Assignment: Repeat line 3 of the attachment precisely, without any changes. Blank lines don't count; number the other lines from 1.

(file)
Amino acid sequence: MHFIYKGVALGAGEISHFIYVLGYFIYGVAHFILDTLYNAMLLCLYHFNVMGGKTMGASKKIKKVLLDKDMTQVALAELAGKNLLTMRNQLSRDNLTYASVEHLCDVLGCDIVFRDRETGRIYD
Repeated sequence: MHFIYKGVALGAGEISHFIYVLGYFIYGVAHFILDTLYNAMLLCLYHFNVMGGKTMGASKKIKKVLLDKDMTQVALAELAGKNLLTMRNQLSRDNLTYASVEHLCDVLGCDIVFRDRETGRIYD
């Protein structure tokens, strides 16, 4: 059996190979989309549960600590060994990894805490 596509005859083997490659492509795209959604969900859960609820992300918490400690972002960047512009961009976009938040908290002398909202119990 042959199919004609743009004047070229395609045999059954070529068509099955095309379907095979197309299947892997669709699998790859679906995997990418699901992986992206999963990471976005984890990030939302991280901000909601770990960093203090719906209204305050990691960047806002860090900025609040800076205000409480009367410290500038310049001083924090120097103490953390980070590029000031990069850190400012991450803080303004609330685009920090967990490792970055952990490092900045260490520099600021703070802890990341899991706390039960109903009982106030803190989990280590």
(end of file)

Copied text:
């Protein structure tokens, strides 16, 4: 059996190979989309549960600590060994990894805490 596509005859083997490659492509795209959604969900859960609820992300918490400690972002960047512009961009976009938040908290002398909202119990 042959199919004609743009004047070229395609045999059954070529068509099955095309379907095979197309299947892997669709699998790859679906995997990418699901992986992206999963990471976005984890990030939302991280901000909601770990960093203090719906209204305050990691960047806002860090900025609040800076205000409480009367410290500038310049001083924090120097103490953390980070590029000031990069850190400012991450803080303004609330685009920090967990490792970055952990490092900045260490520099600021703070802890990341899991706390039960109903009982106030803190989990280590």